Bombogenesis is the new and unique title for a winter storm — not unlike a hurricane of snow — although most in the U.S. public are still trying to adjust to the weather term, polar vortex. While the cold weather and dangerous storms these past months have stirred up a lot of snow and ice, so too has the discussion of the recent polar vortex — and now bombogenesis — swirled among people here in the nation. While the word is indeed a mouthful, experts say that it is simply a new name for a particular winter storm certain regions in the country may experience, the Inquisitr shares this Wednesday, Jan. 22, 2014.
While bombogenesis sounds like some very complex scientific term, it is in fact little more than a big word for a natural phenomenon, assures weather officials. The new name was dubbed by some meteorologists recently to describe a particular area with low pressure than in turn can create a powerful storm, one that can form over land or ocean, and often intensifies as it travels. In other worlds, it can be a considered a frozen hurricane found mostly in cold northern regions.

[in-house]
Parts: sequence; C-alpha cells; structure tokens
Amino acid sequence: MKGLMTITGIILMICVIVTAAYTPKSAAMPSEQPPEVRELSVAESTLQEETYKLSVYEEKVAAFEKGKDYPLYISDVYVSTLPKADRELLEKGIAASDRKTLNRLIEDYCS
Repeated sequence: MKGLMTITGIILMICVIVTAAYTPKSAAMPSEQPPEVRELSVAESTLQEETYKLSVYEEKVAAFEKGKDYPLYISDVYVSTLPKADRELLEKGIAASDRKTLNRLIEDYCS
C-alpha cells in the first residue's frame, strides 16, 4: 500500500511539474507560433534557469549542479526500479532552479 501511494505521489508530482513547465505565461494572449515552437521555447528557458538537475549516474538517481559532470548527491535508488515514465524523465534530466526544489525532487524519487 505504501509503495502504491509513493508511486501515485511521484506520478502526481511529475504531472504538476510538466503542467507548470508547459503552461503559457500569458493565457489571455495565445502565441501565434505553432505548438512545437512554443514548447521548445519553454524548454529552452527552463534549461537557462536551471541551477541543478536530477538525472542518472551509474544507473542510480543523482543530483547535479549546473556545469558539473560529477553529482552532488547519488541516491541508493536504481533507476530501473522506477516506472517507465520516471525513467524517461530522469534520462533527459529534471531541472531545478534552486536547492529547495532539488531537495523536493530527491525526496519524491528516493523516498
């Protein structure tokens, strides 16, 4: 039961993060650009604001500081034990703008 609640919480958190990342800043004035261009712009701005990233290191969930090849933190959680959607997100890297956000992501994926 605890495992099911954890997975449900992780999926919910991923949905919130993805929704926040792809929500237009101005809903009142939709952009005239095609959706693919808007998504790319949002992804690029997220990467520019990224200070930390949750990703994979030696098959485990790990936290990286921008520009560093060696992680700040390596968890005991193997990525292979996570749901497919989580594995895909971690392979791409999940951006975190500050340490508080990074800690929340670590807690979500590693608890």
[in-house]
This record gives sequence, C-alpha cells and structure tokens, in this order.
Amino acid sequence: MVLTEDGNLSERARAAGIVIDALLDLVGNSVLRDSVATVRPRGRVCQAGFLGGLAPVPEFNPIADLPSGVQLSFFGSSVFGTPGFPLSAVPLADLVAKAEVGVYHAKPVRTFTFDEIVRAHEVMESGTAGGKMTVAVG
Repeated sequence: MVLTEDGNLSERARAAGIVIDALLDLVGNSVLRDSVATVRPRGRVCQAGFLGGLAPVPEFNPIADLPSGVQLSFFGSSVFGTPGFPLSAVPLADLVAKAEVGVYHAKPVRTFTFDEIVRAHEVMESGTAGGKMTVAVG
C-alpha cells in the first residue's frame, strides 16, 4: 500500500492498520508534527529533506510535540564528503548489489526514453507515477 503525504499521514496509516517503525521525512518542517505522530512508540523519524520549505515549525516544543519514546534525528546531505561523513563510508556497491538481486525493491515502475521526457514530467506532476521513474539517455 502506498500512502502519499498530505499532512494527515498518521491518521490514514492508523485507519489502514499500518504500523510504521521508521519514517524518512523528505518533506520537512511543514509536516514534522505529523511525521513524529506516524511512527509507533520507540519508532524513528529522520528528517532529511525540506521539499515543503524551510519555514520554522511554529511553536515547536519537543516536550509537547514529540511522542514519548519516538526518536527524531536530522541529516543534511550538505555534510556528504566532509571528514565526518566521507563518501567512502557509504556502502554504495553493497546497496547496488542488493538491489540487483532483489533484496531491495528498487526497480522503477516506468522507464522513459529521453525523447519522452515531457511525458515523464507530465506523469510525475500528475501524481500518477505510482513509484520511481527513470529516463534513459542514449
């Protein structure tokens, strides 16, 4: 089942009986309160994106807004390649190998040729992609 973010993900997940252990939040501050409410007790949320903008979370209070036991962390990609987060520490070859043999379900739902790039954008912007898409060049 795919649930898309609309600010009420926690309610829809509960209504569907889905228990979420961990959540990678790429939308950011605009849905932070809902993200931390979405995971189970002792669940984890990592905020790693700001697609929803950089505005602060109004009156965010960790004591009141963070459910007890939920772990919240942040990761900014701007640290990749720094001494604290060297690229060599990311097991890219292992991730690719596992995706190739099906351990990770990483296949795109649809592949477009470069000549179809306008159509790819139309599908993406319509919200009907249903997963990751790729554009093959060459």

This particular weather event appears when cold air collides with much warmer air, while a National Weather Service forecaster offers some more specific information on the name bombogenesis and its meaning:
“Genesis refers to the generating (of the storm), while bomb means it’s an explosive growth.”
Since the term polar vortex and its frequent mention in recent weeks has been the brunt of quite a few jokes this 2014, bombogenesis looks like the new weather word to beat. This strong winter storm is said to possibly cause “super winds, a lot of precipitation including snow, hail, and sleet, and can form extremely suddenly, hence the nickname.” As an extratropical surface cyclone, it is essentially a cold cyclone of the North with snow, wind, and bitter cold.
“According to a number of meteorologists, bombogenesis is happening now in certain locales and may continue at certain times this week … All the circulation of the term and talk of the new weather is currently occurring because of bombogenesis expected to start today. The National Weather Service says we can expect unique “moderate to locally heavy snow from the central Appalachians to southern New England, including all of the Mid-Atlantic region.”
So be sure to show off bombogenesis as part of your new vocabulary when talking about the weather with both friends and family this week. It will no doubt impress them!